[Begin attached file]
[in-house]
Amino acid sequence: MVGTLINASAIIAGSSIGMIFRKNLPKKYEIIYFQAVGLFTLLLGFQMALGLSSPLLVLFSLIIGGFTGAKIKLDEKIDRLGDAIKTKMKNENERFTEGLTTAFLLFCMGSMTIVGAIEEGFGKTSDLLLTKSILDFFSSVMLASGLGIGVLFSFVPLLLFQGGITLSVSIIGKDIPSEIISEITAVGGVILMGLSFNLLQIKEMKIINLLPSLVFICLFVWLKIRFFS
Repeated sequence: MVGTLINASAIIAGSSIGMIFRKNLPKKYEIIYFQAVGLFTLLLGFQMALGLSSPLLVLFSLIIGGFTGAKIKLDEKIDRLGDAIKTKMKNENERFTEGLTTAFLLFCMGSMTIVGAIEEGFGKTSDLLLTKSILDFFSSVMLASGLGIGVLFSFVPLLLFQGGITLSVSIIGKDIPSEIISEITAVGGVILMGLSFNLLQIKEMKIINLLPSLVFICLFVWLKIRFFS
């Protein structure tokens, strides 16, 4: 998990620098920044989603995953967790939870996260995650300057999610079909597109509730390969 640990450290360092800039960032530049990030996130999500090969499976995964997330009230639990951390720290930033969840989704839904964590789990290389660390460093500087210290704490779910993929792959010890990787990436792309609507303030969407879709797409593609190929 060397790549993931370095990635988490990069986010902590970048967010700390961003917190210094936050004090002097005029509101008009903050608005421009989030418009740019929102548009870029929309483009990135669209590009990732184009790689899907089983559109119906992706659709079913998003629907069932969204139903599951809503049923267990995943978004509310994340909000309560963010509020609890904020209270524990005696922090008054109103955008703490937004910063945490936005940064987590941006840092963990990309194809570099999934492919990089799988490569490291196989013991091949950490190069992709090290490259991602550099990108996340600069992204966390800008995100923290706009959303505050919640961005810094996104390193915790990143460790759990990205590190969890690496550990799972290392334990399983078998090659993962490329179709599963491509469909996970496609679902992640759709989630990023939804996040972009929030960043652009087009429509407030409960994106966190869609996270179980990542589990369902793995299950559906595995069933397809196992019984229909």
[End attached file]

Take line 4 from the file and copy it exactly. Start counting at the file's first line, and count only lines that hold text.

């Protein structure tokens, strides 16, 4: 998990620098920044989603995953967790939870996260995650300057999610079909597109509730390969 640990450290360092800039960032530049990030996130999500090969499976995964997330009230639990951390720290930033969840989704839904964590789990290389660390460093500087210290704490779910993929792959010890990787990436792309609507303030969407879709797409593609190929 060397790549993931370095990635988490990069986010902590970048967010700390961003917190210094936050004090002097005029509101008009903050608005421009989030418009740019929102548009870029929309483009990135669209590009990732184009790689899907089983559109119906992706659709079913998003629907069932969204139903599951809503049923267990995943978004509310994340909000309560963010509020609890904020209270524990005696922090008054109103955008703490937004910063945490936005940064987590941006840092963990990309194809570099999934492919990089799988490569490291196989013991091949950490190069992709090290490259991602550099990108996340600069992204966390800008995100923290706009959303505050919640961005810094996104390193915790990143460790759990990205590190969890690496550990799972290392334990399983078998090659993962490329179709599963491509469909996970496609679902992640759709989630990023939804996040972009929030960043652009087009429509407030409960994106966190869609996270179980990542589990369902793995299950559906595995069933397809196992019984229909």